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About this poet

In 1637, Thomas Traherne, the son of a shoemaker, was born in Hereford, England. He received his education from the University of Oxford and was ordained as an Anglican clergyman in 1660. Traherne first served in a parish near Credenhill and later became the chaplain to Sir Orlando Bridgeman, Lord Keeper of the Great Seal.

In his lifetime, Traherne published only one work, Roman Forgeries (1673), and very little else is known of his biography. Christian Ethicks, his most important prose work, was published posthumously in 1675. His Thanksgivings appeared anonymously in 1699 as A Serious and Patheticall Contemplation of the Mercies of God. Traherne is often considered as the last of the Metaphysical poets, which included such major figures as John Donne, George Herbert, and Henry Vaughn.

The majority of Traherne's poetry remained unknown until 1896, when two of his manuscripts were discovered by chance in a London bookstall. Poetical Works was first published in 1903; it was followed in 1908 by Centuries of Mediations. In 1910, a manuscript found in the British Museum was published as Traherne's Poems of Felicity. More of his work continued to come to light over the course of the twentieth century. As late as 1967 a poetry manuscript attributed to Traherne was discovered on fire in a refuse dump near Lancashire by a man in search of spare auto parts. The manuscript was published as Commentaries of Heaven: The Poems in 1989. Much of his work to this date remains unpublished.

Traherne's great theme is the visionary innocence of childhood, and in this respect he has been compared with William Blake and Walt Whitman. His style, too, bears resemblance to these authors in its incantatory rush, repetitions, and disregard for the rules of standard English. His poems, such as the often-anthologized "Shadows in the Water," suggest that adults have lost the joy of childhood, and with it an understanding of the divine nature of creation. In his writing, Traherne sought to reclaim this joy in the world. Thomas Traherne died on September 27, 1674 and was buried in Teddington under the reading desk in the church where he had served.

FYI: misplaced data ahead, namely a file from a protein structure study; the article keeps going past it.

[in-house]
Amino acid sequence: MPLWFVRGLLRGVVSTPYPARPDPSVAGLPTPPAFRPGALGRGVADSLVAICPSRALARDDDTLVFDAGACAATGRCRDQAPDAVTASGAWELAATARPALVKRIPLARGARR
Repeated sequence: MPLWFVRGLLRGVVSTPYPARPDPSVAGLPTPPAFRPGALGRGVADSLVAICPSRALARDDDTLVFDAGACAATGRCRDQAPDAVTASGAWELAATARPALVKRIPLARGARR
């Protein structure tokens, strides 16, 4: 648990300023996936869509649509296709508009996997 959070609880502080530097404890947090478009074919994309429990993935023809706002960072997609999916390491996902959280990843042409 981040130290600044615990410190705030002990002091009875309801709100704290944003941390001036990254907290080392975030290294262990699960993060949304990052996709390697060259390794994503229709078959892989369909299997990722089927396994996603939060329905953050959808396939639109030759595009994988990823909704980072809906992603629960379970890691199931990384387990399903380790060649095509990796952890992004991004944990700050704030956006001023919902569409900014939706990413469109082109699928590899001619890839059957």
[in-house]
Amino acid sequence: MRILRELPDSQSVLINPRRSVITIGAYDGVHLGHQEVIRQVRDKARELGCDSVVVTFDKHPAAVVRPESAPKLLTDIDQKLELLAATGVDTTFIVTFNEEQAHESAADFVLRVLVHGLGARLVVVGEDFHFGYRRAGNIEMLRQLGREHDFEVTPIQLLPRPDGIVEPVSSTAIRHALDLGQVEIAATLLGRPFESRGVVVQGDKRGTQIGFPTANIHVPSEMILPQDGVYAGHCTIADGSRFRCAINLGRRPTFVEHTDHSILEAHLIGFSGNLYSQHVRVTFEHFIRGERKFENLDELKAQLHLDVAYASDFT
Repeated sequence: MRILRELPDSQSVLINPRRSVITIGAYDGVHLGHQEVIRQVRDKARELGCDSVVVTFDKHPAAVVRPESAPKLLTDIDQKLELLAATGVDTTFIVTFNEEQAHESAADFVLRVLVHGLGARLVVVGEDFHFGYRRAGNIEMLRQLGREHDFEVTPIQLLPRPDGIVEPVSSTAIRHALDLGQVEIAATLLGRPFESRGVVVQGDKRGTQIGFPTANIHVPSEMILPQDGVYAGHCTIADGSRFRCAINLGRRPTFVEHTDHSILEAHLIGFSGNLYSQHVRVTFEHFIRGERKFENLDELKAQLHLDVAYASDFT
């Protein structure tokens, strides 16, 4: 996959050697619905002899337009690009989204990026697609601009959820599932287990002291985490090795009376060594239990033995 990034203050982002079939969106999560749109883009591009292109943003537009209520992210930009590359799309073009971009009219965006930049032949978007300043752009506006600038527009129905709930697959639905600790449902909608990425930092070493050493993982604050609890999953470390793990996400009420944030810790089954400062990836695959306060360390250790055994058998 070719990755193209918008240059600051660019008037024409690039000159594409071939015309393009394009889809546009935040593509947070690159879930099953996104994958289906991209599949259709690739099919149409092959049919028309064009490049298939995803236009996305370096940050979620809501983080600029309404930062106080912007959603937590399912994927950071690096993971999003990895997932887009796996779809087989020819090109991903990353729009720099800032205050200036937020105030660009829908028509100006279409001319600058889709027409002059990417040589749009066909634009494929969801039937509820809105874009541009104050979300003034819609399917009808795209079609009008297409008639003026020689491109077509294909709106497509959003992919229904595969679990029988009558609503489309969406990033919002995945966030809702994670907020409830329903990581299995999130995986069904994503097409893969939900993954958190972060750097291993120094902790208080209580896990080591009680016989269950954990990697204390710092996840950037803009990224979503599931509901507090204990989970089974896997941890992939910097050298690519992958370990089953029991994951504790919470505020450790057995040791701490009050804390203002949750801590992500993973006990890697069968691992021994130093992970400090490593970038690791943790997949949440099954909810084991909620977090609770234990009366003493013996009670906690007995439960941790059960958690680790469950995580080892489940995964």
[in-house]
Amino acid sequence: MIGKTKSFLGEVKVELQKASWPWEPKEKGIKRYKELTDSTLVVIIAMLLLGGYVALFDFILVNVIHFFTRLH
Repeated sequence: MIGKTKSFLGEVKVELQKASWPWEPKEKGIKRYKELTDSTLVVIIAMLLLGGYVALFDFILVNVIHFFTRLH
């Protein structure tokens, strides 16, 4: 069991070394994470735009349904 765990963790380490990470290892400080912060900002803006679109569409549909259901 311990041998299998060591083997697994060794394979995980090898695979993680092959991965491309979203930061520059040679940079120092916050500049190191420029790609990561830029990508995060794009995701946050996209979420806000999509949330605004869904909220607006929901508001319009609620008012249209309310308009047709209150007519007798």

Shadows in the Water

Thomas Traherne, 1637 - 1674
In unexperienced infancy
Many a sweet mistake doth lie:
Mistake though false, intending true;
A seeming somewhat more than view;
	That doth instruct the mind
	In things that lie behind,
And many secrets to us show
Which afterwards we come to know.

Thus did I by the water's brink
Another world beneath me think;
And while the lofty spacious skies
Reversèd there, abused mine eyes,
	I fancied other feet
	Came mine to touch or meet;
As by some puddle I did play
Another world within it lay.

Beneath the water people drowned,
Yet with another heaven crowned,
In spacious regions seemed to go
As freely moving to and fro:
	In bright and open space
	I saw their very face;
Eyes, hands, and feet they had like mine;
Another sun did with them shine.

'Twas strange that people there should walk,
And yet I could not hear them talk:
That through a little watery chink,
Which one dry ox or horse might drink,
	We other worlds should see,
	Yet not admitted be;
And other confines there behold
Of light and darkness, heat and cold.

I called them oft, but called in vain;
No speeches we could entertain:
Yet did I there expect to find
Some other world, to please my mind.
	I plainly saw by these
	A new antipodes,
Whom, though they were so plainly seen,
A film kept off that stood between.

By walking men's reversèd feet
I chanced another world to meet;
Though it did not to view exceed
A phantom, 'tis a world indeed;
	Where skies beneath us shine,
	And earth by art divine
Another face presents below,
Where people's feet against ours go.

Within the regions of the air,
Compassed about with heavens fair,
Great tracts of land there may be found
Enriched with fields and fertile ground;
	Where many numerous hosts
	In those far distant coasts,
For other great and glorious ends
Inhabit, my yet unknown friends.

O ye that stand upon the brink,
Whom I so near me through the chink
With wonder see: what faces there,
Whose feet, whose bodies, do ye wear?
	I my companions see
	In you another me.
They seemèd others, but are we;
Our second selves these shadows be.

Look how far off those lower skies
Extend themselves! scarce with mine eyes
I can them reach. O ye my friends,
What secret borders on those ends?
	Are lofty heavens hurled
	'Bout your inferior world?
Are yet the representatives
Of other peoples' distant lives?

Of all the playmates which I knew
That here I do the image view
In other selves, what can it mean?
But that below the purling stream
	Some unknown joys there be
	Laid up in store for me;
To which I shall, when that thin skin
Is broken, be admitted in.

This poem is in the public domain.

Thomas Traherne

Born in 1637, Thomas Traherne is often considered as the last of the Metaphysical poets